Kavelman claimed this wasn’t a “defensive or save round” for Inovia. He emphasized that Inovia has conviction in Symend given the plan the company’s founders have laid out and how they have delivered on it to date by achieving product-market fit and hitting their milestones. He added that this funding gives Symend enough capital to execute on its growth strategy over the next several years.
According to Joshaghani, the results Symend has seen are “just scratching the surface” given that so much of the startup’s efforts to date have been focused on R&D. With its offering now ready to scale, Joshaghani said the startup is gearing up for “unconstrained global expansion.”
“We waited until this next generation of the platform was ready to really go after it,” said Joshaghani. “That’s what comes next.”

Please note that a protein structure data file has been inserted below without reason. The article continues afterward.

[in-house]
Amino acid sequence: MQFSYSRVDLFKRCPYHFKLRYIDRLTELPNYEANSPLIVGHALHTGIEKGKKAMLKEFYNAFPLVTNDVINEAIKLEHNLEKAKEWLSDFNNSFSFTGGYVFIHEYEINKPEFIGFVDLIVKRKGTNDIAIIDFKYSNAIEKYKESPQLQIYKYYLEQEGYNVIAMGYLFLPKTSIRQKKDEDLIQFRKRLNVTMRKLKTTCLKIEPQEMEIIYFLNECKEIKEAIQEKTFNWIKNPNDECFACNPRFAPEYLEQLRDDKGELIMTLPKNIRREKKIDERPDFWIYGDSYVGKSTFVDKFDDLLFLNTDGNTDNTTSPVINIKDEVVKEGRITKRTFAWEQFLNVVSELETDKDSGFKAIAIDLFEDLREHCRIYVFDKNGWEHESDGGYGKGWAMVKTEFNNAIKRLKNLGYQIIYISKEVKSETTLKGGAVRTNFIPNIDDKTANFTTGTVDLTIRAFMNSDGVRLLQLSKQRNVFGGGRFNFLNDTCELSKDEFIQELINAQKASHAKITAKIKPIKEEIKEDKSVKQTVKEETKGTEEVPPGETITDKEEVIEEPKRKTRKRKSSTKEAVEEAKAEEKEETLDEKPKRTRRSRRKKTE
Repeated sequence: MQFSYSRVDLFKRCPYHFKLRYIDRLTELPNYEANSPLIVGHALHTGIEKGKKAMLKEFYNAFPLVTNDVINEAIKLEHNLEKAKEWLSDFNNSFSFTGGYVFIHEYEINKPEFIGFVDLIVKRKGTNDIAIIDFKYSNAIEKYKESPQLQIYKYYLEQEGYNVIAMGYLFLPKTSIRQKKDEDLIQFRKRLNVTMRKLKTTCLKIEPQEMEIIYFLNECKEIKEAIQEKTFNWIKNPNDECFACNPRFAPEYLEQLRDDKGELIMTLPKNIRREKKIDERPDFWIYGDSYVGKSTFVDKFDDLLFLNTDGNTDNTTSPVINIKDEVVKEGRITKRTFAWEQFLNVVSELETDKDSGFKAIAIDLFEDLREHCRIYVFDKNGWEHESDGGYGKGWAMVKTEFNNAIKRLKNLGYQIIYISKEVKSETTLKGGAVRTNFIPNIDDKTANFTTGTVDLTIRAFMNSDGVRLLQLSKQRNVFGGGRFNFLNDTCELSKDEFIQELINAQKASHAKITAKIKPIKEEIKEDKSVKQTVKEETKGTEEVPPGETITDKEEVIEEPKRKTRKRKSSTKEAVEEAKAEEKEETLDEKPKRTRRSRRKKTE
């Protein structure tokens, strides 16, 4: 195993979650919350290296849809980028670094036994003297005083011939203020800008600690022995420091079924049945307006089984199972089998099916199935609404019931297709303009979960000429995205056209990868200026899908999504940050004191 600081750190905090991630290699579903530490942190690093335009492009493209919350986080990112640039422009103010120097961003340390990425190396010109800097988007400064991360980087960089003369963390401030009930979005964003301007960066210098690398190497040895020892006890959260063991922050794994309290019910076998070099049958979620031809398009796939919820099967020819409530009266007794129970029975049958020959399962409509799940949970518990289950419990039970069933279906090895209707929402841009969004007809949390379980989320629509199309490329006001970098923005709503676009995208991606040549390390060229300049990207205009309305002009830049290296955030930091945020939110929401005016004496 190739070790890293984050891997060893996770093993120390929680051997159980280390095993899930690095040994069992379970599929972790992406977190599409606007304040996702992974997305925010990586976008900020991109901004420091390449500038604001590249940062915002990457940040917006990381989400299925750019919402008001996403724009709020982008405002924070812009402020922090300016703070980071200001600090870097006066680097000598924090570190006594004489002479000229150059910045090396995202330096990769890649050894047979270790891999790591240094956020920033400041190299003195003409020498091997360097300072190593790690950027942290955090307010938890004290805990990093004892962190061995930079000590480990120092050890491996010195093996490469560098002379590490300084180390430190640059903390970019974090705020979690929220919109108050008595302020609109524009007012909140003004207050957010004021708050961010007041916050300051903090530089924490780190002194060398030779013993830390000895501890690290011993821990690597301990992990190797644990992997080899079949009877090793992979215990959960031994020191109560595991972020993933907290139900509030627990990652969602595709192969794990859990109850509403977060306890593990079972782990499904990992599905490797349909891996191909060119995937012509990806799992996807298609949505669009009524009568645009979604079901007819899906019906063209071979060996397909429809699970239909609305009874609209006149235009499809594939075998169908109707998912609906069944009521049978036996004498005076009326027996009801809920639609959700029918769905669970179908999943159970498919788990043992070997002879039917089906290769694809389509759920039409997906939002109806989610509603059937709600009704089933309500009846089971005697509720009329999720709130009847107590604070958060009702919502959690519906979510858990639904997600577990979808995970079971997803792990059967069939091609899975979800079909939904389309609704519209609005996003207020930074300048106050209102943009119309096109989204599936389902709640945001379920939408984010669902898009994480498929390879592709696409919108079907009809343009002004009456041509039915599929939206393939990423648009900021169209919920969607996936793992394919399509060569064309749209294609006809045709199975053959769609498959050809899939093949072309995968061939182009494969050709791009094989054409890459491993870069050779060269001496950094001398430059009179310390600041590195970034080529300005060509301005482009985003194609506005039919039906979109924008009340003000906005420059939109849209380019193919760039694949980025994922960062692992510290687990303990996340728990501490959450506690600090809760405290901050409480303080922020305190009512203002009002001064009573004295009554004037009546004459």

Founded in 2016 by Joshaghani and Kaminsky, Symend sells software designed to help businesses engage financially at-risk customers using behavioural science, artificial intelligence, and machine learning.
The startup’s core business involves serving major telecommunications companies and multinational financial institutions in North America. With this funding, Symend sees more room to grow both within this segment and among challenger banks, non-traditional lenders, utility companies, and insurtech firms. Symend also plans to expand its presence in Latin America, the United Kingdom, and other regions, as it looks to build out its global footprint.
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Current market conditions and Symend’s shift away from tech development towards growth recently led the company to take a closer look at its spending.